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I am running a Django 1.4.2 project. I have a database of class User(models.Model), and would now like to change this so that I used the built in model User from django.contrib.auth.models. Can I simply use my existing code and simply make my own custon User model a subclass of Django's built in one? Here is the model now.

class User(models.Model):
u_id = models.AutoField(primary_key=True)
#password = models.CharField(max_length=765)
old_password = models.CharField(max_length=765, null=True, blank=True)
birthday = models.DateField(null=True, blank=True)
school_year = models.CharField(max_length=765, blank=True)
gender = models.CharField(max_length=18, blank=True)
#email = models.CharField(max_length=765, blank=True)
profile_pic = models.CharField(max_length=765, blank=True)
is_cloudinary_pic = models.BooleanField(default=False)
fb_id = models.CharField(max_length=765, blank=True)
phone_num = models.CharField(max_length=765, blank=True)
name = models.CharField(max_length=765, blank=True)
confirmcode = models.CharField(max_length=765, blank=True)
status = models.CharField(max_length=765, blank=True)
netid = models.CharField(max_length=765, blank=True)
favorites = models.ManyToManyField('listings.Listing', blank=True, related_name='favorites')
stripe = models.CharField(max_length=765, blank=True)
rating = models.IntegerField(null=True, blank=True)
preferences = models.CharField(max_length=765, blank=True)
b_notification = models.CharField(max_length=765, blank=True)
l_notification = models.CharField(max_length=765, blank=True)
address = models.CharField(max_length=765, blank=True)
city = models.CharField(max_length=765, blank=True)
state = models.CharField(max_length=6, blank=True)
zip = models.CharField(max_length=15, blank=True)
emailprefs = models.CharField(max_length=30, blank=True)
exp_month = models.CharField(max_length=6, blank=True)
exp_year = models.CharField(max_length=12, blank=True)
last4 = models.CharField(max_length=12, blank=True)
c_type = models.CharField(max_length=765, blank=True)
user_type = models.CharField(max_length=10, blank=True)
contract = models.ForeignKey('contracts.Contract', null=True,blank=True, default=None, on_delete=models.SET_NULL)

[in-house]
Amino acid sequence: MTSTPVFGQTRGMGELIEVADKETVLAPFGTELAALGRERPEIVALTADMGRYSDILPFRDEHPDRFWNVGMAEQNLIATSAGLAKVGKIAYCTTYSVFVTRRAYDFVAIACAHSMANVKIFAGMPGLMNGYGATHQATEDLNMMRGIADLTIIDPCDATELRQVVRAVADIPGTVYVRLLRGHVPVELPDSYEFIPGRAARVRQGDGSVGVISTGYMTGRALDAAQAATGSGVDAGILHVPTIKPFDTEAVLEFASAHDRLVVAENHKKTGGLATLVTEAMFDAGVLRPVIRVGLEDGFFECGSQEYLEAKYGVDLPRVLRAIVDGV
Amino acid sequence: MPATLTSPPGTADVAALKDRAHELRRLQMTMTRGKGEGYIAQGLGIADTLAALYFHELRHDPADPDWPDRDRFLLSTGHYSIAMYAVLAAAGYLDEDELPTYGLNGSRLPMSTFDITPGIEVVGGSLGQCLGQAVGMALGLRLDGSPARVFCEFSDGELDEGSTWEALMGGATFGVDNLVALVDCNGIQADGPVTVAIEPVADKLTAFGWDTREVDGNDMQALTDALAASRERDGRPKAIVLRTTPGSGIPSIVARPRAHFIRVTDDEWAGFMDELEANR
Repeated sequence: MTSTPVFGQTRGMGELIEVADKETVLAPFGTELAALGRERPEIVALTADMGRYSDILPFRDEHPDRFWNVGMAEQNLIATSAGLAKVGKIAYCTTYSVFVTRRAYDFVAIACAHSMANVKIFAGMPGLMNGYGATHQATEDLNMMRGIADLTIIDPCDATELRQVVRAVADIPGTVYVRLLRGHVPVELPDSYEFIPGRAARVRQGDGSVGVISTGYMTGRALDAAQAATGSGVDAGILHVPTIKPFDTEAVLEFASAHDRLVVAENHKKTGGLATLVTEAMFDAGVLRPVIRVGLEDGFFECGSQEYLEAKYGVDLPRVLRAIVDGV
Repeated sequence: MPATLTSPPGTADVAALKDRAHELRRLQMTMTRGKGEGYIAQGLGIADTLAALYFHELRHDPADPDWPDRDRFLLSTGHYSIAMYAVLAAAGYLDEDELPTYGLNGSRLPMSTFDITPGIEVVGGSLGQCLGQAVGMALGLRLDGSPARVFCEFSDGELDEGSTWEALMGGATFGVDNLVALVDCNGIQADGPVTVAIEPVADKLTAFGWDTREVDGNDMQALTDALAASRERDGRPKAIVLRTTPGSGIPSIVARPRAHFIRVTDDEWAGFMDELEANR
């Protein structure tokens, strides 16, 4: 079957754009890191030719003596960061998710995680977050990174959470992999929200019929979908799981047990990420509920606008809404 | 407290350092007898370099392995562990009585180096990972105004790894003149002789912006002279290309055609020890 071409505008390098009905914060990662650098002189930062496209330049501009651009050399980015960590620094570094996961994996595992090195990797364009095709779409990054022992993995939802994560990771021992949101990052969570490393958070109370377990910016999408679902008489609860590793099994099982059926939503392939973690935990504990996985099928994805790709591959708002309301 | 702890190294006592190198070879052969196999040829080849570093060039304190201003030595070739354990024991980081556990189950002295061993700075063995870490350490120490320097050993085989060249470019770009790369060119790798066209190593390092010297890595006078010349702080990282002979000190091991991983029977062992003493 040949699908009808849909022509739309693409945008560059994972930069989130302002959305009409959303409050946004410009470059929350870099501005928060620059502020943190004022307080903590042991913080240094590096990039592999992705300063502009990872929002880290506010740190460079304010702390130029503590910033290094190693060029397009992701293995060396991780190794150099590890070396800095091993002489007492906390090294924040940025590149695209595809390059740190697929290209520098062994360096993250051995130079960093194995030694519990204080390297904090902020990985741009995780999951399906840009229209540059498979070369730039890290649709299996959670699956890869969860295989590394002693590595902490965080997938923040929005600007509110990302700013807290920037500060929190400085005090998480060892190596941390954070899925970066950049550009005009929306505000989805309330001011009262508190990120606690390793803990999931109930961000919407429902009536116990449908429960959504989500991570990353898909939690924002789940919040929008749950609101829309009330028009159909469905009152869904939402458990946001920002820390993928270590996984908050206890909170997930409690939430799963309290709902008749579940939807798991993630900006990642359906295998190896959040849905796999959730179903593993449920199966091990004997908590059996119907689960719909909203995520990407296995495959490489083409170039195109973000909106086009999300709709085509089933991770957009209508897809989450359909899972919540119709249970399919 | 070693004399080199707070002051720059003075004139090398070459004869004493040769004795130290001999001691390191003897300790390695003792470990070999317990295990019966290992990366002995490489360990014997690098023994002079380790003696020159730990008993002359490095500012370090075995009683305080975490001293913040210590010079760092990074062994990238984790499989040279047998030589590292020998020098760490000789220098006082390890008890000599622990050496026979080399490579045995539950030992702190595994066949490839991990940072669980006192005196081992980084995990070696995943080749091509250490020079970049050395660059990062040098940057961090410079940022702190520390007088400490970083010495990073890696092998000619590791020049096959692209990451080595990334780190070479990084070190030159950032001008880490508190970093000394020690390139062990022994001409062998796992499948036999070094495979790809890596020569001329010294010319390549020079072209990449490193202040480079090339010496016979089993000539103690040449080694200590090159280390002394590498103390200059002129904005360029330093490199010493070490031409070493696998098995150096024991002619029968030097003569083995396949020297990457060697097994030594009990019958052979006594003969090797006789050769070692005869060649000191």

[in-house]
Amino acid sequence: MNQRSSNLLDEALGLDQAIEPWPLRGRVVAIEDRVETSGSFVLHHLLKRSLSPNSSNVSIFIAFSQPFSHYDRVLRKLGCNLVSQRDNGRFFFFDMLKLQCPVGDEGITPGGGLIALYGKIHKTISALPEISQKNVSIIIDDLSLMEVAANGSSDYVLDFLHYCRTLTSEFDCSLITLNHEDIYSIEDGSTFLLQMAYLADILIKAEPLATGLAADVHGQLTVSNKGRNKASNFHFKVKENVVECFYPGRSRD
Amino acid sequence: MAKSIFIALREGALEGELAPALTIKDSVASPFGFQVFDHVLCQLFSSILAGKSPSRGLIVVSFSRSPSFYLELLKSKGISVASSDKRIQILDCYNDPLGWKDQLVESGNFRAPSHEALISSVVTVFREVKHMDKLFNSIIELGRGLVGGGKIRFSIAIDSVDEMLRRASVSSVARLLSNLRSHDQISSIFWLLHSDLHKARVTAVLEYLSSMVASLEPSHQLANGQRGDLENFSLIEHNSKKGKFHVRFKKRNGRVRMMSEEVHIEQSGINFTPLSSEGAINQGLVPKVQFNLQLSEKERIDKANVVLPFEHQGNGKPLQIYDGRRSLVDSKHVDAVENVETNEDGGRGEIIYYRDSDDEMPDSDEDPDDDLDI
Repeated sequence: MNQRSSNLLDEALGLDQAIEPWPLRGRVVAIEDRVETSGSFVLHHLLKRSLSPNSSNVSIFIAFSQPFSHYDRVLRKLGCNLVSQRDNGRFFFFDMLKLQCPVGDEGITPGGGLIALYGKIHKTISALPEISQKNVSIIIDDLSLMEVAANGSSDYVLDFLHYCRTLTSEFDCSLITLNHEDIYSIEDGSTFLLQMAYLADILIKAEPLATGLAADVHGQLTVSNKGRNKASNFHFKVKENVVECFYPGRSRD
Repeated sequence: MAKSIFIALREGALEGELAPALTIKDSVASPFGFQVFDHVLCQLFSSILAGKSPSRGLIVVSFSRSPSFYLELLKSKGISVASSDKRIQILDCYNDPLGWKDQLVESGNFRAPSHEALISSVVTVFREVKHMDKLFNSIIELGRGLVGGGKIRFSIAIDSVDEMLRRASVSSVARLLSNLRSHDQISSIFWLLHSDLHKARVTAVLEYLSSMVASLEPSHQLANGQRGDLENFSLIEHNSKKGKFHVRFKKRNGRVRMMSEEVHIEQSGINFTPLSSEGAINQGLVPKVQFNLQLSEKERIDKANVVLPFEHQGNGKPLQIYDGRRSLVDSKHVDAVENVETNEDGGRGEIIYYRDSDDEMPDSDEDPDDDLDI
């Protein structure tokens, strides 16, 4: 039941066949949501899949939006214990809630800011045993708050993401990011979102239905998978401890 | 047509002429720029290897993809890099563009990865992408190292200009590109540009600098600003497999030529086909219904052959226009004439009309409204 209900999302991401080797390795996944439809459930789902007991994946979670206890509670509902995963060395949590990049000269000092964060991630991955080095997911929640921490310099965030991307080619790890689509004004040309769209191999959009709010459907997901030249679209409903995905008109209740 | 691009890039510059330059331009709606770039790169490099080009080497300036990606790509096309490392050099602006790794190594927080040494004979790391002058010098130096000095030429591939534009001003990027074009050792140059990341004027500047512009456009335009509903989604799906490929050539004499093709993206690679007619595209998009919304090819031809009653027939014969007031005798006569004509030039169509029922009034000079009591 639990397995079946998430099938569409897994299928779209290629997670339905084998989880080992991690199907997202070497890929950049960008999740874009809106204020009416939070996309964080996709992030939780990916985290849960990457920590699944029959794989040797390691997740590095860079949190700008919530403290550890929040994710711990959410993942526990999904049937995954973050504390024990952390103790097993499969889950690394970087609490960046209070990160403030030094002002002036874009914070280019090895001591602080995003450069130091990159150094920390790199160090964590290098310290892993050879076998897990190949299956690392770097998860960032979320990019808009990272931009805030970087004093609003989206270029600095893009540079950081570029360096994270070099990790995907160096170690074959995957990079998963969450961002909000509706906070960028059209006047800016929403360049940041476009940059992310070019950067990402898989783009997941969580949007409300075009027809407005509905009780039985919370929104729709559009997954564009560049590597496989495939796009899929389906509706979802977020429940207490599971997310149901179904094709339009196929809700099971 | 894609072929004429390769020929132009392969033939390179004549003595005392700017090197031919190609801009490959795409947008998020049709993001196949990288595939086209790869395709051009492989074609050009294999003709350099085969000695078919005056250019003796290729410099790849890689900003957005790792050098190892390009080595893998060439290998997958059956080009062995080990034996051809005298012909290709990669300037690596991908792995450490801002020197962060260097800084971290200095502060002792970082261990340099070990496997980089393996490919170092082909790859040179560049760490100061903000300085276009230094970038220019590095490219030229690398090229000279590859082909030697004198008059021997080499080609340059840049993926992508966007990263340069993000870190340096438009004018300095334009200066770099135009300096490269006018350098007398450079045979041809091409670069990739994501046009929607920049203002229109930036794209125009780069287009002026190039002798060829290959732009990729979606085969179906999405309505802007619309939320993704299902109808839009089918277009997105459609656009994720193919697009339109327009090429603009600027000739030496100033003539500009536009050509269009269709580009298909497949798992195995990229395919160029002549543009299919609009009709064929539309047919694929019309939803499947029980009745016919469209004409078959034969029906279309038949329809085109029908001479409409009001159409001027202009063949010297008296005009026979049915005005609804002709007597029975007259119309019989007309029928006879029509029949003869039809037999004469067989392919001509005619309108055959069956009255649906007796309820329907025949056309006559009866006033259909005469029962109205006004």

last_listing_booked = models.ForeignKey('listings.Listing', null=True,blank=True, default=None, on_delete=models.SET_NULL, related_name='last_listing_booked')
last_locked_on = models.IntegerField(null=True, blank=True)
waitlist_number = models.IntegerField(null=True, blank=True)
waitlist_listing = models.ForeignKey('listings.Listing', null=True, blank=True, on_delete=models.SET_NULL, related_name='waitlist_listing')
uploaded_contract = models.FileField(upload_to=contract_file_name, max_length=765, null=True, blank=True, default=None, storage=FileSystemStorage(location=os.path.join(MEDIA_ROOT, 'contracts')))

When I try to migrate using Django South after making my model a subclass of the Django User model, I am asked to set a value for user_ptr, a field about which I have been unsuccessful finding any information.

In general, is it unsafe to simply subclass in this fashion? I cannot afford to lose all the user data I already have and start over. Note that the password and email fields are commented out because they clash with Django's version of those fields.

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2 Answers 2

up vote 3 down vote accepted

If upgrading to Django 1.5 is an option, you can simply use your own User model, so long as it supplies all the required fields.

user_ptr is an implicit OneToOne model that associates your object with the class you're deriving from. The easiest way to do this would probably be to create the migration manually in these steps:

  1. Add the user_ptr field WITH null=True

  2. Iterate over all the User objects and create the corresponding auth.User objects. If you are unsure of how to do this, you can read the section on data migrations in the South documentation.

  3. Disallow null user_ptr fields

Another thing you might need to do is implement your own password hasher if the hashing scheme you used isn't compatible with Django's built in methods. This is not very hard to do, and is addressed in another question.

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If using Django 1.4, you should create a UserProfile model instead of sub-classing from django.contrib.auth.models.User. Extending Django's User class directly can cause all kinds of trouble with the internal django.auth mechanisms.

You can read more about how to implement user profiles in django at http://www.turnkeylinux.org/blog/django-profile.

Django 1.5 has configurable user model as mentioned in another answer by Vinay Pai.

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